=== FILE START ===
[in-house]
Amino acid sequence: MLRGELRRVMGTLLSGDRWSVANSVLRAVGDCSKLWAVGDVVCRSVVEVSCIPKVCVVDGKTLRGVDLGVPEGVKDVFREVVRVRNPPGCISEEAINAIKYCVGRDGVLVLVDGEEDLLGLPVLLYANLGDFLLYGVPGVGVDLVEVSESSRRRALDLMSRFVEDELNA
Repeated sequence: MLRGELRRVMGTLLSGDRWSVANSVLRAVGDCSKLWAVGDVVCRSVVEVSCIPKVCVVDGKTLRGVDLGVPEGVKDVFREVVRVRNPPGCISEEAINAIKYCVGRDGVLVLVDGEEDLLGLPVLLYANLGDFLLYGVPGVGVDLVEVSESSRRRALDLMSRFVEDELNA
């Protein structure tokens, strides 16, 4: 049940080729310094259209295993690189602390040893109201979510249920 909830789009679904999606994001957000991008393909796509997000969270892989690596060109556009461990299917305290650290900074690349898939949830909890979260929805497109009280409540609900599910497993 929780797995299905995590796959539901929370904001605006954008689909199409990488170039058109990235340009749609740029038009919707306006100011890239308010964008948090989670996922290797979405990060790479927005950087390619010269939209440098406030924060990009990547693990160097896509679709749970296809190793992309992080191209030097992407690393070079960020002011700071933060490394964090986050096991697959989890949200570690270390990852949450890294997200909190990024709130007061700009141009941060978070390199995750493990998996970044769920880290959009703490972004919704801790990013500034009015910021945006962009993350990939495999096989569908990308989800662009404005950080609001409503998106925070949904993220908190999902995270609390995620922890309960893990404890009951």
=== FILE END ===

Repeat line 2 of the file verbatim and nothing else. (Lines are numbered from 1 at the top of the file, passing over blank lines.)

Amino acid sequence: MLRGELRRVMGTLLSGDRWSVANSVLRAVGDCSKLWAVGDVVCRSVVEVSCIPKVCVVDGKTLRGVDLGVPEGVKDVFREVVRVRNPPGCISEEAINAIKYCVGRDGVLVLVDGEEDLLGLPVLLYANLGDFLLYGVPGVGVDLVEVSESSRRRALDLMSRFVEDELNA